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COP26 Climate Conference

Star marking (1-5) indicates the importance of topic for CSE
  • 19 Oct 2021
  • 7 min read

Why in News

The COP 26 United Nations Climate Change Conference will be hosted by the UK from 31st october to 12th November.

Key Points

  • COP 26 Goals: According to the United Nations Climate Change Framework Convention (UNFCCC), COP26 will work towards four goals:
    • Net Zero by 2050:
      • To secure Global Net-Zero by Mid-Century and keep 1.5 Degrees within reach.
      • Countries are being asked to come forward with ambitious 2030 emissions reductions targets that align with reaching net zero by the middle of the century.
      • To deliver on these stretching targets, countries will need to:
        • Accelerate the phase-out of coal
        • Curtail deforestation
        • Speed up the switch to electric vehicles
        • Encourage investment in renewables.
    • Adapt to Protect Communities and Natural Habitats:
      • Countries will work together to ‘protect and restore ecosystems and build defences, warning systems and resilient infrastructure and agriculture to avoid loss of homes, livelihoods and even lives.’
    • Mobilise Finance:
      • Developed countries must make good on their promise to mobilise at least USD100bn in climate finance per year.
    • Work Together to Deliver:
      • Another important task at the COP26 is to ‘finalise the Paris Rulebook’.
      • Leaders will work together to frame a list of detailed rules that will help fulfil the Paris Agreement.
  • Suggestions for India:
    • Update its Nationally Determined Contributions (NDCs).
      • (NDCs detail the various efforts taken by each country to reduce the national emissions)
    • Sector by sector plans are needed to bring about development.
      • Decarbonisation of the electricity, transport sector and starting to look at carbon per passenger mile is needed.
    • Aggressively figure out how to transition the coal sector.

Conference of Parties (COP)

  • About:
    • The Conference of Parties comes under the UNFCCC which was formed in 1994. The UNFCCC was established to work towards “stabilisation of greenhouse gas concentrations in the atmosphere.
      • COP is the apex decision-making authority of UNFCCC.
    • It laid out a list of responsibilities for the member states which included:
      • Formulating measures to mitigate climate change.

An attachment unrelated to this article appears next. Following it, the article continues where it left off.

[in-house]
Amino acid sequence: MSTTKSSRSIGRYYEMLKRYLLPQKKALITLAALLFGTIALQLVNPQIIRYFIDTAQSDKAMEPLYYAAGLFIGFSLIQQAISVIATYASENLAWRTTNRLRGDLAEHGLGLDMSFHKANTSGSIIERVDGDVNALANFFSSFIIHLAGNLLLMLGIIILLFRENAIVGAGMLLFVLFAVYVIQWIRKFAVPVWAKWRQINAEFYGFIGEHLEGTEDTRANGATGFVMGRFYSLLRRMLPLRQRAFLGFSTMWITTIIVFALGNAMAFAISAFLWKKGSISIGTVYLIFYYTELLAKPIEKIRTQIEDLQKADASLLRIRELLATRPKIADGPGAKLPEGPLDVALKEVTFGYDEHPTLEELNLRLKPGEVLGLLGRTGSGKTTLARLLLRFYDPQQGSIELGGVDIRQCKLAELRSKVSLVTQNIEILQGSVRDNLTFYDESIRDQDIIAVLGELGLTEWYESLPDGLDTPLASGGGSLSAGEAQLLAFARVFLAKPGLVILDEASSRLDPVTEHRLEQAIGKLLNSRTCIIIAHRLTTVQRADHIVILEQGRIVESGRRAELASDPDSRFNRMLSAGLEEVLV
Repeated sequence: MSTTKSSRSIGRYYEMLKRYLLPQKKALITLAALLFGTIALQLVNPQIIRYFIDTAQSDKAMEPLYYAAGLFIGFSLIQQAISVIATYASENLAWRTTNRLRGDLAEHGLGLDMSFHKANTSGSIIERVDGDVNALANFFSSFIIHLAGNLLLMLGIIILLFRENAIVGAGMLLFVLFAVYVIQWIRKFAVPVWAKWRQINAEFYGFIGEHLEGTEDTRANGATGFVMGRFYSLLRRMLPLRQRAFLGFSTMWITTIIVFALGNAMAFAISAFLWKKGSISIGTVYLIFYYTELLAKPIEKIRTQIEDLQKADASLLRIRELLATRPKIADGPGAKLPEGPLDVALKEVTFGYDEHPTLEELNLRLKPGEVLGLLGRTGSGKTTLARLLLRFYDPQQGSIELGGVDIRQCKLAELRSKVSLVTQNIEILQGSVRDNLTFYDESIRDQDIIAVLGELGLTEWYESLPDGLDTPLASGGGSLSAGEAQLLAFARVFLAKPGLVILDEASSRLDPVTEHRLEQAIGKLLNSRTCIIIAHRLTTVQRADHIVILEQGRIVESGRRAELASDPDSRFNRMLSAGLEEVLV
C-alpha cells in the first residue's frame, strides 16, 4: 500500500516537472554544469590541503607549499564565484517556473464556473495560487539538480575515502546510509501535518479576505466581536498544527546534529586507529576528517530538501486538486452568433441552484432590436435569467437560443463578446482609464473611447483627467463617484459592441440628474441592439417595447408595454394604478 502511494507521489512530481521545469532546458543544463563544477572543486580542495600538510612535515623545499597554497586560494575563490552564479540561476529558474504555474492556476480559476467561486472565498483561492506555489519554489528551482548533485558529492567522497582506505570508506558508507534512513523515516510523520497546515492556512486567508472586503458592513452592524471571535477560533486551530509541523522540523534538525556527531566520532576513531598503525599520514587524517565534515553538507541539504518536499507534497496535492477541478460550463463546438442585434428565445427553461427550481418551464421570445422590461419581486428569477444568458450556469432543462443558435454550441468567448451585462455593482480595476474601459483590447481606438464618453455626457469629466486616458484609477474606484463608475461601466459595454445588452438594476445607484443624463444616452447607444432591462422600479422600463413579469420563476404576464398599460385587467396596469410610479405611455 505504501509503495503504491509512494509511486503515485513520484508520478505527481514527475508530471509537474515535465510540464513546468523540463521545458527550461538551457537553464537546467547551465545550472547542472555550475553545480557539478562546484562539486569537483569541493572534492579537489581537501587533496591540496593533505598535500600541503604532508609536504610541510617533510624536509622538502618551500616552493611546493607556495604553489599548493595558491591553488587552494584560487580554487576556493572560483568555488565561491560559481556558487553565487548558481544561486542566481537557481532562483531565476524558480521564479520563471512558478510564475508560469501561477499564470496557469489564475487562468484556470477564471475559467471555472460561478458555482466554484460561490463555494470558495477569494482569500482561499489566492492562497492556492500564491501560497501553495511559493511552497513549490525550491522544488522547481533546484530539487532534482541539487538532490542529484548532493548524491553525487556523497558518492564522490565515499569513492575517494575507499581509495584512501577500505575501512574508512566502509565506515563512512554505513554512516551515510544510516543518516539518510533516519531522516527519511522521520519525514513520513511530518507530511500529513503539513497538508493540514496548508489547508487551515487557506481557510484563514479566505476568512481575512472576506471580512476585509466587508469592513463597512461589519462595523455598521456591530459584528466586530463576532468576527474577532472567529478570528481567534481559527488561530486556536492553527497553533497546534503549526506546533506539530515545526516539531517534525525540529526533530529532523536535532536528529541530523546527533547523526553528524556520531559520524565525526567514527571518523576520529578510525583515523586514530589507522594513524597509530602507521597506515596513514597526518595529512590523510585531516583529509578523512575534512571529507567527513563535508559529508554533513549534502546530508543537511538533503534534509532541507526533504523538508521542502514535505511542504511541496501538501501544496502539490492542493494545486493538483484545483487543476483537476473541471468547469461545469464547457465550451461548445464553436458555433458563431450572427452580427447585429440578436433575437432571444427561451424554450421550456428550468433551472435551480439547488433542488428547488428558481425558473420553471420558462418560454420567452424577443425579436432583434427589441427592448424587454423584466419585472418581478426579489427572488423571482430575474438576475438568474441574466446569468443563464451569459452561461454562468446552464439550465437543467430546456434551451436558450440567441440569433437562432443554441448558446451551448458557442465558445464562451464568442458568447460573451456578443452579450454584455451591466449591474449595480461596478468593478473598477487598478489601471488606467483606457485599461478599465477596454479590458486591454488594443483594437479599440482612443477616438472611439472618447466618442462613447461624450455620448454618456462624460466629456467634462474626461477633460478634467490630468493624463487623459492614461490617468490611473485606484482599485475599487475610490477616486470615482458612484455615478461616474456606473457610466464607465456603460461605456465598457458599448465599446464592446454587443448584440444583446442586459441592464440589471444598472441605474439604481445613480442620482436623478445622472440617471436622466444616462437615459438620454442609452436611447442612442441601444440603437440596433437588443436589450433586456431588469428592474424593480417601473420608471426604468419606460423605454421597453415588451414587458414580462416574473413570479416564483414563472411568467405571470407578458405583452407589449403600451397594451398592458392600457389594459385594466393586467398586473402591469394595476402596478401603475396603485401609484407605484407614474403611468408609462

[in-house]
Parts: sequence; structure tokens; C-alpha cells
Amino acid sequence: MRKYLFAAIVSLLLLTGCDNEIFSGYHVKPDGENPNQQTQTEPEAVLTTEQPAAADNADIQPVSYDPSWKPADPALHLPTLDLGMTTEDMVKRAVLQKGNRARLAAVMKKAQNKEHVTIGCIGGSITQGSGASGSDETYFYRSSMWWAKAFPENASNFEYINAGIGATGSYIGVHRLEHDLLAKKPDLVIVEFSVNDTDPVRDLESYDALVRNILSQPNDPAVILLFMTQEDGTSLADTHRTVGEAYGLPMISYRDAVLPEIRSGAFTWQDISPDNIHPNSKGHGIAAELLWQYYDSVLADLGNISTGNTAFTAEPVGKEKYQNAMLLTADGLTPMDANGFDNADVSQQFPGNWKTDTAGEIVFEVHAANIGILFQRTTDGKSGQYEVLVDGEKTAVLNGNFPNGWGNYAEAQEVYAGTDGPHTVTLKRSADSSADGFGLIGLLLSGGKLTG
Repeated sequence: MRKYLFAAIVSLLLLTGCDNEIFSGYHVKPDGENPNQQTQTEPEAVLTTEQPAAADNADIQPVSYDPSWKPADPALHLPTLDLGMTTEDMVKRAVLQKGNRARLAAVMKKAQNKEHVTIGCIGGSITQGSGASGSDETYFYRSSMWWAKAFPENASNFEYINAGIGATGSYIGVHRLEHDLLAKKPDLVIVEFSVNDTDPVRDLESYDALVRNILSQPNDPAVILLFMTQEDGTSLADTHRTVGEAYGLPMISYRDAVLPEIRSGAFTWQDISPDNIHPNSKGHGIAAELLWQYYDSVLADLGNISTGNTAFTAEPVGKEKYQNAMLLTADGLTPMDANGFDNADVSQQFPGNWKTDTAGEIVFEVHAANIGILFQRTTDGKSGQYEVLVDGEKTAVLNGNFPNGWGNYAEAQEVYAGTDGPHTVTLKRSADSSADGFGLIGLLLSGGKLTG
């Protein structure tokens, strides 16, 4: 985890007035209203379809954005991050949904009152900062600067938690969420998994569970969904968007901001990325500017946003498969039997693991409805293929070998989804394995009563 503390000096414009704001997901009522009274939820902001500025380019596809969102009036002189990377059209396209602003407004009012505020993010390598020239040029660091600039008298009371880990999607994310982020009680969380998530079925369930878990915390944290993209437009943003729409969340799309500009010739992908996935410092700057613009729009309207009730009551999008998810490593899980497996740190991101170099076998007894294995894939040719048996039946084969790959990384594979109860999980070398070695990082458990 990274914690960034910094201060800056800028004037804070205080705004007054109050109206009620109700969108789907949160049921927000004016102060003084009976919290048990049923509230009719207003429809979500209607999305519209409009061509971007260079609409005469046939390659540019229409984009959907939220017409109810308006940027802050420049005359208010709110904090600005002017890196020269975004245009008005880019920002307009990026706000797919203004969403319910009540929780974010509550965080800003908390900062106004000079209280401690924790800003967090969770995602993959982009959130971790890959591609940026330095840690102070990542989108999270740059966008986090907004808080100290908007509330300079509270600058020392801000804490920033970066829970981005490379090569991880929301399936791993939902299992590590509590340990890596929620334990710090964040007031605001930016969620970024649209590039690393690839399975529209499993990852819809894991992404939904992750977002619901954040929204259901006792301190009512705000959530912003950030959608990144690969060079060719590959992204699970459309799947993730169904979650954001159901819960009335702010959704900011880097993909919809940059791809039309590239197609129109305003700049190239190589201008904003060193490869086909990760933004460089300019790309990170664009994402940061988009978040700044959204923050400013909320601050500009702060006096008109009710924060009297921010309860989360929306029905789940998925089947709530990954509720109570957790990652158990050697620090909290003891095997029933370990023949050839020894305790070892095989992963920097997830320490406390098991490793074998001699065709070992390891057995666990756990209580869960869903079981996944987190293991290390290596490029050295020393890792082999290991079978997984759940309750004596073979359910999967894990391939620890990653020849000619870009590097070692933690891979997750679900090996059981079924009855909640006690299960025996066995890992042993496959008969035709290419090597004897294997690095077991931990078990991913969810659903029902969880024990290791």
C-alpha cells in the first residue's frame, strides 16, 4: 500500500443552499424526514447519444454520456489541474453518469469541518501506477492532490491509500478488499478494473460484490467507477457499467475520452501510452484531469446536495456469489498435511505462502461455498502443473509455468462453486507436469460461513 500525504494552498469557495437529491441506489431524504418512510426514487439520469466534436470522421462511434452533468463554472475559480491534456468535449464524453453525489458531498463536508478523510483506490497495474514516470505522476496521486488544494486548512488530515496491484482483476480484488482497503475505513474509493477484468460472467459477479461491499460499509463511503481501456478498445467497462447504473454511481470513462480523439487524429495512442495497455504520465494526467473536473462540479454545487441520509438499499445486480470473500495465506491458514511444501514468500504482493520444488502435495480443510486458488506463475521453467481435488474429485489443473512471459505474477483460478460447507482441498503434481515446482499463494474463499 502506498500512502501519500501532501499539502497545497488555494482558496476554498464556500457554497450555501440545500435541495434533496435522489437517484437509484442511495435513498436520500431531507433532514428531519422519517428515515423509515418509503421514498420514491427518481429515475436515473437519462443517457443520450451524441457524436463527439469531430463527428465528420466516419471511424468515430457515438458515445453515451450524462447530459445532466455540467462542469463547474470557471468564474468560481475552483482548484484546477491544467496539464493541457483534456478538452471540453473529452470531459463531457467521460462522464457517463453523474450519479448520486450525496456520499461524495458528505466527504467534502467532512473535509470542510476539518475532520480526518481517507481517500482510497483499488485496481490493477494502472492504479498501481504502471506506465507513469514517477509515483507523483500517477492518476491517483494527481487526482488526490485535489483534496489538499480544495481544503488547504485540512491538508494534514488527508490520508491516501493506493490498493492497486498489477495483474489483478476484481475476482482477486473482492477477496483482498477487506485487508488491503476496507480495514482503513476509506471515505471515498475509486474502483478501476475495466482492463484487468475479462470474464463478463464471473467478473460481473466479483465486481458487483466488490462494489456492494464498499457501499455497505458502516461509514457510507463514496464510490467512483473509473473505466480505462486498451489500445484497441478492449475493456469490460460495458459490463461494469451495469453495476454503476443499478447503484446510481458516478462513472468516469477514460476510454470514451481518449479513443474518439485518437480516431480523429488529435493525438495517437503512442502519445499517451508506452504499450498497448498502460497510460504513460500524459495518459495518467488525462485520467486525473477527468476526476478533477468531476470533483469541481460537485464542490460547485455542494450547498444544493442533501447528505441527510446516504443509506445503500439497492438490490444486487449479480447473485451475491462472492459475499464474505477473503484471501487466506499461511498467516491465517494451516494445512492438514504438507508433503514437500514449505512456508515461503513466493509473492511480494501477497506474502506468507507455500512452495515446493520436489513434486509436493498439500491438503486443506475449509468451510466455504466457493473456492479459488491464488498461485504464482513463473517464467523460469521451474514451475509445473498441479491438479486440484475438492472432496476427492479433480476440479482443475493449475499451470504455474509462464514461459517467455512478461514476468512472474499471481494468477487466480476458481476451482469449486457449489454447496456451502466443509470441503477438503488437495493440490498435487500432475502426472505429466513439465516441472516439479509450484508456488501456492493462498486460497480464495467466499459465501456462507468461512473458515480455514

• Cooperating in preparing for adaptation to the impact of climate change.
      • Promoting education, training and public awareness related to climate change.
  • Meetings:
    • COP members have been meeting every year since 1995. The UNFCCC has 198 parties including India, China and the USA.
      • Generally it meets in Bonn, the seat of the secretariat, unless a Party offers to host the session.
  • Presidency:
    • The office of the COP President normally rotates among the five United Nations regional groups which are - Africa, Asia, Latin America and the Caribbean, Central and Eastern Europe and Western Europe and Others.
    • The President is usually the environment minister of his or her home country. S/he is elected by acclamation immediately after the opening of a COP session.

COP’s with Significant Outcomes

  • 1995: COP1 (Berlin, Germany)
  • 1997: COP 3 (Kyoto Protocol)
    • It legally binds developed countries to emission reduction targets.
  • 2002: COP 8 (New Delhi, India) Delhi Declaration.
    • Focuses on the development needs of the poorest countries and the need for technology transfer for mitigating climate change.
  • 2007: COP13 (Bali, Indonesia)
    • Parties agreed on the Bali Road Map and Bali action plan, which charted the way towards a post-2012 outcome. The Plan has five main categories: shared vision, mitigation, adaptation, technology and financing.
  • 2010: COP 16 (Cancun)
    • Resulted in the Cancun Agreements, a comprehensive package by governments to assist developing nations in dealing with climate change.
    • The Green Climate Fund, the Technology Mechanism and the Cancun Adaptation Framework were established.
  • 2011: COP 17 (Durban)
    • Governments commit to a new universal climate change agreement by 2015 for the period beyond 2020 (Resulted in the Paris Agreement of 2015).
  • 2015: COP21 (Paris)
    • To keep global temperature well below 2.0C above pre-industrial times and endeavor them to limit them even more to 1.5C.
    • It requires rich nations to maintain USD 100bn a year funding pledge beyond the year 2020.
  • 2016: COP22 (Marrakech)
    • To move forward on writing the rule book of the Paris Agreement.
    • Launched the Marrakech Partnership for Climate Action.
  • 2017: COP23, Bonn (Germany)
    • Countries continued to negotiate the finer details of how the agreement will work from 2020 onwards.
    • First set of negotiations since the US, under the presidency of Donald Trump, announced its intention earlier this year to withdraw from the Paris deal.
    • It was the first COP to be hosted by a small-island developing state with Fiji taking up the presidency, even though it was being held in Bonn.
  • 2018: COP 24, Katowice (Poland)
    • It finalized a “rulebook” to operationalise the 2015 Paris Agreement.
    • The rulebook covers climate financing facilities and the actions to be taken as per Nationally Determined Contributions (NDC).
  • 2019: COP25, Madrid (Spain)
    • It was held in Madrid (Spain).
    • There were no concrete plans regarding the growing climatic urgency.

Source: IE

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